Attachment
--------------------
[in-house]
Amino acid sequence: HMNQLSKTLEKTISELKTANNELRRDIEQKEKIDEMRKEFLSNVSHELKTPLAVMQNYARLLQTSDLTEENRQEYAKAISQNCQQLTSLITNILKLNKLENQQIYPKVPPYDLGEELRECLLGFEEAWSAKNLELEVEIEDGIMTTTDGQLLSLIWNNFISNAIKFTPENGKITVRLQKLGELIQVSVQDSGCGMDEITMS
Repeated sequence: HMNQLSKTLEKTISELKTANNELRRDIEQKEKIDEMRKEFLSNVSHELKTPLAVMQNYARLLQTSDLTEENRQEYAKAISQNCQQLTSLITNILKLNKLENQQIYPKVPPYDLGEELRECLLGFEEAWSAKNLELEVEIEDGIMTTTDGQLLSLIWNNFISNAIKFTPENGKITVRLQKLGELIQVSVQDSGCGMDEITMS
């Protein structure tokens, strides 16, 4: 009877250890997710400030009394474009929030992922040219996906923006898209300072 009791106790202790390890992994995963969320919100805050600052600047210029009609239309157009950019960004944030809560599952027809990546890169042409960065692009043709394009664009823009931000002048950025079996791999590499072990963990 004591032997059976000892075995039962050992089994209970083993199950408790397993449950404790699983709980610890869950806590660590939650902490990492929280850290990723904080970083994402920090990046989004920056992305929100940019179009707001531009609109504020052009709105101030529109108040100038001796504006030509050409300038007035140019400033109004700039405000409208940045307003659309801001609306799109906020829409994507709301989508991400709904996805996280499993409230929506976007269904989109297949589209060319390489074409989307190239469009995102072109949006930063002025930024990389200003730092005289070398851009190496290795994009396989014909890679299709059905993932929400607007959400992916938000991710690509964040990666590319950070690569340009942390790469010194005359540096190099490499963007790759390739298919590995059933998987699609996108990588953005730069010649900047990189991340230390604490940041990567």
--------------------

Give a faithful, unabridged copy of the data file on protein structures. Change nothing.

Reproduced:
[in-house]
Amino acid sequence: HMNQLSKTLEKTISELKTANNELRRDIEQKEKIDEMRKEFLSNVSHELKTPLAVMQNYARLLQTSDLTEENRQEYAKAISQNCQQLTSLITNILKLNKLENQQIYPKVPPYDLGEELRECLLGFEEAWSAKNLELEVEIEDGIMTTTDGQLLSLIWNNFISNAIKFTPENGKITVRLQKLGELIQVSVQDSGCGMDEITMS
Repeated sequence: HMNQLSKTLEKTISELKTANNELRRDIEQKEKIDEMRKEFLSNVSHELKTPLAVMQNYARLLQTSDLTEENRQEYAKAISQNCQQLTSLITNILKLNKLENQQIYPKVPPYDLGEELRECLLGFEEAWSAKNLELEVEIEDGIMTTTDGQLLSLIWNNFISNAIKFTPENGKITVRLQKLGELIQVSVQDSGCGMDEITMS
């Protein structure tokens, strides 16, 4: 009877250890997710400030009394474009929030992922040219996906923006898209300072 009791106790202790390890992994995963969320919100805050600052600047210029009609239309157009950019960004944030809560599952027809990546890169042409960065692009043709394009664009823009931000002048950025079996791999590499072990963990 004591032997059976000892075995039962050992089994209970083993199950408790397993449950404790699983709980610890869950806590660590939650902490990492929280850290990723904080970083994402920090990046989004920056992305929100940019179009707001531009609109504020052009709105101030529109108040100038001796504006030509050409300038007035140019400033109004700039405000409208940045307003659309801001609306799109906020829409994507709301989508991400709904996805996280499993409230929506976007269904989109297949589209060319390489074409989307190239469009995102072109949006930063002025930024990389200003730092005289070398851009190496290795994009396989014909890679299709059905993932929400607007959400992916938000991710690509964040990666590319950070690569340009942390790469010194005359540096190099490499963007790759390739298919590995059933998987699609996108990588953005730069010649900047990189991340230390604490940041990567």